Some planets ripe for life may be doomed by billions of years of violent collisions

Crashing planets mean bad news for evolving life.
By | Published: July 15, 2016 | Last updated on May 18, 2023
This artist’s depiction of HD 131488 shows one known planetary pile-up, albeit around a more sunlike star. A new study suggests that some red dwarf stars may have planets that continue to smash into each other for years.
Lynette Cook for Gemini Observatory/AURA

Early planetary systems are violent, but eventually they settle down, giving planets the chance to stabilize and, in some cases, life a chance to emerge. But new research shows that some established stars have more collisions than anticipated, suggesting ongoing violence that could mean bad news for the survival of life around other stars.

After a star forms, planets rise from the disk of dust and debris around it. When worlds collide, they produce excessive light in the infrared. Within about a few hundred million years, most of the debris is gone, consumed by growing planets or cast out of the system completely. Astronomers have detected signs of the worlds wrangling with one another during their violent youth.

“Since most collisions around other stars were found around 100 million years, the interpretation was that it was at the very end of planet formation, as planetary collisions,” said Christopher Theissen, a graduate student at Boston University. After that, the planets should settle into stable orbits until their stars change things up.

In some cases, however, things don’t settle down as the stars get older. Theissen studied cool red dwarf stars, the dim objects that make up more than 75 percent of the Milky Way galaxy, searching for extremely bright infrared light. Along with young stars lighting up their debris disk, he also found hundreds of stars with bright signals long after their disks were gone.

“We are seeing tons of energy in the infrared, even more than we expected to see from a disk,” he said.

The bright bursts suggest that planets continue colliding long after the disk is gone and the worlds should be stable. Theissen presented the research during a poster session at the American Astronomical Society summer meeting in San Diego, California.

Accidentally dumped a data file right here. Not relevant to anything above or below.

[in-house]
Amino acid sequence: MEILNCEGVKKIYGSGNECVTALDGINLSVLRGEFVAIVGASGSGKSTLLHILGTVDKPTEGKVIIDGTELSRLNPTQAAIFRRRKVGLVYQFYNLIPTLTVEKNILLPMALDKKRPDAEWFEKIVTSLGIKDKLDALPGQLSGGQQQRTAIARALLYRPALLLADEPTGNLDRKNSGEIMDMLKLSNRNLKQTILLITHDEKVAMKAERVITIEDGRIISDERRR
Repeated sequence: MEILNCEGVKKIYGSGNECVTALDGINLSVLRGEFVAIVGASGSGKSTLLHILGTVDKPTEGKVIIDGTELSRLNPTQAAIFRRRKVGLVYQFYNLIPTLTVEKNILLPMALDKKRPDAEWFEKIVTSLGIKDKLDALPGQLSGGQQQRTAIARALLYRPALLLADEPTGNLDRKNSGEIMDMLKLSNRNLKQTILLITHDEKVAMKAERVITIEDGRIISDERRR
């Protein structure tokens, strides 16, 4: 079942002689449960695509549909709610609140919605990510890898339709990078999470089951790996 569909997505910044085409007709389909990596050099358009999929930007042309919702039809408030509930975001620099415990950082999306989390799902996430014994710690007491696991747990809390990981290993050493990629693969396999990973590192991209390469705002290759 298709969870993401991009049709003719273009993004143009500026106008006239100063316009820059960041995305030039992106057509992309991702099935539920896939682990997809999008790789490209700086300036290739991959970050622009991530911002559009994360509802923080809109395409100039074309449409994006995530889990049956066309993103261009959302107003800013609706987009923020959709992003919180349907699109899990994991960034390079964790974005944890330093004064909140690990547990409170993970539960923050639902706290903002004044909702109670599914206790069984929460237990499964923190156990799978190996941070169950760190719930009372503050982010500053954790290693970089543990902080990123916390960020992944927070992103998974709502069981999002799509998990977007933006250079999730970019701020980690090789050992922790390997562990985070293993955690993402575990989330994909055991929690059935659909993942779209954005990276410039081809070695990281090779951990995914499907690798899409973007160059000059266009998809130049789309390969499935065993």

The long lifetime of red dwarfs, along with the fact that they make up most of the stars in the galaxy, have led some scientists to propose that they could host potentially habitable exoplanets, despite the large flares that dose their worlds with radiation. Once the planets settle into stable orbits, they should last for ages. But if the planets continue to spar with one another, crashing and colliding past their violent youth, their potential habitability may be more questionable.

The collisions Theissen identified weren’t asteroids scraping a world, like the one that played a role in the extinction of the dinosaurs. He compared them instead to the crash that formed Earth’s moon. Early in Earth’s lifetime, it collided with a Mars-sized object, liquefying Earth’s crust and causing the two objects to trade their lighter ingredients. Collisions like these would wipe out life anywhere on the planet.

Spotting a single event like this around a random star would be “super lucky”, Theissen said.

He relied instead on an incredibly large sample size. To find mature stars with signs of planetary warfare, Theissen searched through a catalog of 9 million stars from the Sloan Digital Sky Survey. He pulled out approximately 185,000 objects with an intriguing infrared signal. Infrared light from most of the parent stars fell in the expected range, but 370 were brighter than anticipated, suggesting that their planets fought on long after they hit maturity. Less than a tenth of a percent of the stars showed signs of colliding planets during the observations, but they suggest other collisions may occur throughout the life of the dim young stars.

Theissen isn’t sure why planets around some red dwarfs seem to be fighting past their early years, but it isn’t a good sign for anyone hoping to spot life around the dim stars. His next step is to simulate collisions around red dwarfs to find out how often worlds assault one another, then compare that to his current findings. At the same time, upcoming instruments like NASA’s James Webb Telescope can definitively rule out the possibility that the brightness comes from background galaxies, a possible concern.


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